This project is a collaboration work between; Matis ohf, Brim hf, Samherji hf, Vísir hf, Hradfrystihusið Gunnvör hf and 3X Technology. The object of this project is to improve the process in line boats by reducing production costs, improve working conditions and product quality. The projects payoff is; Design of processing line onboard line boats, payoff report. Experiment report on thawing of bait, Saury, Cuttle and Herring. Also preliminary design of automatic system for loading boxes from holds in line boats. The primary results from this report are as follows: A great increase in efficiency is by thawing the bait in so called screw tanks, the thawing time reduced from 17 hours (current thawing method) down to appr. 2 - 3 hours. Instead of taking the bait out of the freezer 17 hours before use, the screw tank is feed from the freezer simultaneously. Previous experiments show that when the fish is bleeded for appr. 10‐15 minutes, and then gutted and afterwards cooled down to zero degree on Celsius for approx. 20-25 minutes in a special screw tank filled with slush gives increased fish quality. A special processing trail was designed for lineboats which takes into account this quality.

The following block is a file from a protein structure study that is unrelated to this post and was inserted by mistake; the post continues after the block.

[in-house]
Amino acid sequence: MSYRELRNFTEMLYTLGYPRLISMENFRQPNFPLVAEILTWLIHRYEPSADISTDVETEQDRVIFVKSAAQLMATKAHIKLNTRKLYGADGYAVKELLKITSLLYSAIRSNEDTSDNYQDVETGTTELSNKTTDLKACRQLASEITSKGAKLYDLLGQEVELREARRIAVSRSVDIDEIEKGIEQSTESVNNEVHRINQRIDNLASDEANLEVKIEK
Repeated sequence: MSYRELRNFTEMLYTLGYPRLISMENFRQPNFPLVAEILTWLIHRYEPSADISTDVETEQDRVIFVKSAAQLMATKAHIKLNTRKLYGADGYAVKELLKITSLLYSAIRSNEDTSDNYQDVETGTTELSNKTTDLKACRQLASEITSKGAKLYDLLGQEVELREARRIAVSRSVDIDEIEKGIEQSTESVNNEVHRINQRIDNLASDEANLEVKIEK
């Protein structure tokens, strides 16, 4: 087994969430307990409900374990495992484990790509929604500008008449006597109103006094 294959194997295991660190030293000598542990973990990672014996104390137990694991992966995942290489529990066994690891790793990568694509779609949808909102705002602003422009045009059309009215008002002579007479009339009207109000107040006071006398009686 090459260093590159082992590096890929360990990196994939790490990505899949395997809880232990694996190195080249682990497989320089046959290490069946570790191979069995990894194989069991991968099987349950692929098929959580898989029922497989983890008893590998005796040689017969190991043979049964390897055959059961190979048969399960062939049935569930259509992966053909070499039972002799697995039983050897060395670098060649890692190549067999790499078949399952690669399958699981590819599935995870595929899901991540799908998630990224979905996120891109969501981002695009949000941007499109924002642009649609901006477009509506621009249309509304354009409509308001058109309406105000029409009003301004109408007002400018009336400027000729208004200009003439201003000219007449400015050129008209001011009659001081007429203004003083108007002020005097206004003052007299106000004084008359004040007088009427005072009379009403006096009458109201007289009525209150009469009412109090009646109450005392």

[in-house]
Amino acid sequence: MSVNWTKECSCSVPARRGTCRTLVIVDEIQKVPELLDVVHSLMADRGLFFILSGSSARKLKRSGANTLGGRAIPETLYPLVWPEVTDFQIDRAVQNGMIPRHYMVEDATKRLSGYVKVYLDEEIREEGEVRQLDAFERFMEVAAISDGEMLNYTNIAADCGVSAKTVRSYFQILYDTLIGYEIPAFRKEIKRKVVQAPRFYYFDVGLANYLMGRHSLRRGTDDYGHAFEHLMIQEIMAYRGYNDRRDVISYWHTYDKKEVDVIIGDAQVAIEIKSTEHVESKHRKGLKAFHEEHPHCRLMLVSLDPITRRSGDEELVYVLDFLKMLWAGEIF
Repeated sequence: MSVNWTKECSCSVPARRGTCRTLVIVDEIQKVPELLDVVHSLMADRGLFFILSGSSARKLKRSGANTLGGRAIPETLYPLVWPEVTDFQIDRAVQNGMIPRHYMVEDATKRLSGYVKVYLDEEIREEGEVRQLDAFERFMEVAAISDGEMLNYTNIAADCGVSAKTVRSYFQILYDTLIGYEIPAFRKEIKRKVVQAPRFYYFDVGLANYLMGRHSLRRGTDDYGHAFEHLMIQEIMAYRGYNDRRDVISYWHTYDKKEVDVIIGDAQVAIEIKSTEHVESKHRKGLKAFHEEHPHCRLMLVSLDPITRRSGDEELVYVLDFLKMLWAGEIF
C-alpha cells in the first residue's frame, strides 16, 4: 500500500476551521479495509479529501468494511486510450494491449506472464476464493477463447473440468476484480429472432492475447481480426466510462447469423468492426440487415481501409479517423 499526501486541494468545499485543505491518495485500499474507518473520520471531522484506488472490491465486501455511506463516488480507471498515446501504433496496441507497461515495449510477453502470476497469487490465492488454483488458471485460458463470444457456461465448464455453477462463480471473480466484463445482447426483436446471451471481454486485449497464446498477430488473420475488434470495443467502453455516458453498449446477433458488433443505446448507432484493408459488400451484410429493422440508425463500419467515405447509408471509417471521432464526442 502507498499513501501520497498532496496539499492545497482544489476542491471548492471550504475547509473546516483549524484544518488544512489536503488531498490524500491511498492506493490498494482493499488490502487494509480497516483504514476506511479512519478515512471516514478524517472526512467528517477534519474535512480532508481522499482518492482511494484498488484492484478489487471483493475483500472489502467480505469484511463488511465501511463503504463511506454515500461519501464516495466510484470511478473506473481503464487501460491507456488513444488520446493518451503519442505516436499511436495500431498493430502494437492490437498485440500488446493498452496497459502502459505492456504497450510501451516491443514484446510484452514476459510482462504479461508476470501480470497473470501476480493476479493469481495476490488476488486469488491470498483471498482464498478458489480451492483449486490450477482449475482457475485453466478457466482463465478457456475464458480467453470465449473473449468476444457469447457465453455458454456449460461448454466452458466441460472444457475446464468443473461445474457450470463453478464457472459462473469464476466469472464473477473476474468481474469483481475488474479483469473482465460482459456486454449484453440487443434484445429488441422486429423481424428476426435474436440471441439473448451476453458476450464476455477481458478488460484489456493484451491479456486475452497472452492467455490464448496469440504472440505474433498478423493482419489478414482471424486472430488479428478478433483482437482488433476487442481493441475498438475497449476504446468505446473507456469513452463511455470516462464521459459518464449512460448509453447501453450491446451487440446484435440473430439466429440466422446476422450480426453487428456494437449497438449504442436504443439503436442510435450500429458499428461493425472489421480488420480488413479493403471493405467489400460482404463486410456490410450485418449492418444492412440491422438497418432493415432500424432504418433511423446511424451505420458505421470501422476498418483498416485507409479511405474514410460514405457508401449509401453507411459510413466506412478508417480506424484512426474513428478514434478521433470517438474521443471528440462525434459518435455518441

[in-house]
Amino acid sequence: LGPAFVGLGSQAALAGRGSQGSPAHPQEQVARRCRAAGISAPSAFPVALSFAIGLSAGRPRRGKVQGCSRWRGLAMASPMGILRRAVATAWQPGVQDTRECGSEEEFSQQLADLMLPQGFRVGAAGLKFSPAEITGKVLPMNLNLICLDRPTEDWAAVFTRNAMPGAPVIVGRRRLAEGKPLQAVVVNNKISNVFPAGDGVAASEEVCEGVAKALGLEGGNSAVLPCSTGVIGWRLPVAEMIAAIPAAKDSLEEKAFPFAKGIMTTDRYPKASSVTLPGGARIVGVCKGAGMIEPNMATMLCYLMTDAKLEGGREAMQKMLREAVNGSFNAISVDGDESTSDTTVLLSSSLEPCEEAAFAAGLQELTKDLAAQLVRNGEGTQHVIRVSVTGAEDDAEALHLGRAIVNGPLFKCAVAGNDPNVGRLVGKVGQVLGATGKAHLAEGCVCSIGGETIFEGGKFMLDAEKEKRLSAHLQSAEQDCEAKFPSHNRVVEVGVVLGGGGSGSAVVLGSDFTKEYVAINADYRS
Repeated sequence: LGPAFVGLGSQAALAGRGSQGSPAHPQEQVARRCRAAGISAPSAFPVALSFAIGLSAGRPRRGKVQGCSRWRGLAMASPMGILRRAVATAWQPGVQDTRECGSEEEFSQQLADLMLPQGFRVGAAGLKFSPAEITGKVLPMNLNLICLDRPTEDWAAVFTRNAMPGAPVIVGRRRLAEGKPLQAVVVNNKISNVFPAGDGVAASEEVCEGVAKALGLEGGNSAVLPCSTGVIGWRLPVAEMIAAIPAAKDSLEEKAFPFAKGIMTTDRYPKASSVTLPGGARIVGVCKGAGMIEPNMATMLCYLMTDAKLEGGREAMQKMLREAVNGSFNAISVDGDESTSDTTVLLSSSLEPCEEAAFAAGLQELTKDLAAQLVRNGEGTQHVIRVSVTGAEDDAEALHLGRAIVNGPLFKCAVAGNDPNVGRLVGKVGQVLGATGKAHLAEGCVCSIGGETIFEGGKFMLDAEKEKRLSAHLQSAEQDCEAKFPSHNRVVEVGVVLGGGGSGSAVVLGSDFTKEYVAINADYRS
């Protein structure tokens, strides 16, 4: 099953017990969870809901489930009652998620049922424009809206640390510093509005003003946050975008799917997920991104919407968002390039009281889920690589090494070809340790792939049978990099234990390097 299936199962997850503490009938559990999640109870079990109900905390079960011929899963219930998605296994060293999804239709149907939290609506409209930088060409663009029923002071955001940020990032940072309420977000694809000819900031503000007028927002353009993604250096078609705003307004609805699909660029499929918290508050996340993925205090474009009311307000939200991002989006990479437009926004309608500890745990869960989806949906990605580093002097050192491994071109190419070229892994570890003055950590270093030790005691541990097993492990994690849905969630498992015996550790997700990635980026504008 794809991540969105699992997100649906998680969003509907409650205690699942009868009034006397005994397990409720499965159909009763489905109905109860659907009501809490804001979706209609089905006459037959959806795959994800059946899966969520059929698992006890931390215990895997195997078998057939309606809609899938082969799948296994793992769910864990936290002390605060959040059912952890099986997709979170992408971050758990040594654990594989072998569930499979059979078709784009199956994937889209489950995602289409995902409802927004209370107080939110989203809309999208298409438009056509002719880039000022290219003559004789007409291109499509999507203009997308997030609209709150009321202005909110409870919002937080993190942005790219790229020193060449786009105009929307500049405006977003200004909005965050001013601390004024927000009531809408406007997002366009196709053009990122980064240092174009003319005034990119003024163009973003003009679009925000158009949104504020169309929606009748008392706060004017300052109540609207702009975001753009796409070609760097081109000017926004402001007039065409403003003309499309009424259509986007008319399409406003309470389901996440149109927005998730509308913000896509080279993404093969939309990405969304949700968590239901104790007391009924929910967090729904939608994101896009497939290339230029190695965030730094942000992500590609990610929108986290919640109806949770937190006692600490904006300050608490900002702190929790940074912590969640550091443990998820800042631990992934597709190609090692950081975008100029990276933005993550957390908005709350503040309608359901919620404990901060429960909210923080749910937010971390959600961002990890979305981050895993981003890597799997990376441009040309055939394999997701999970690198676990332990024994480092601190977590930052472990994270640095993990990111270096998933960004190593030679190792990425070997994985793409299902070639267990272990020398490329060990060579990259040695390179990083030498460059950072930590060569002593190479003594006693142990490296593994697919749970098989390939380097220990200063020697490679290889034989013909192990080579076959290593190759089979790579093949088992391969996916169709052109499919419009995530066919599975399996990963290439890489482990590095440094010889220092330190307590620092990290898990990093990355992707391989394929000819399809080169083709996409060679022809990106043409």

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Reports

"Fat is the bait" - bait from fishery byproducts

Published:

01/11/2007

Authors:

Rósa Jónsdóttir, Soffía Vala Tryggvadóttir, Margrét Bragadóttir, Haraldur Einarsson, Höskuldur Björnsson, Sveinbjörn Jónsson

Supported by:

AVS Fisheries Research Fund

contact

Rósa Jónsdóttir

Group Leader

rosa.jonsdottir@matis.is

"Fat is the bait" - bait from fishery byproducts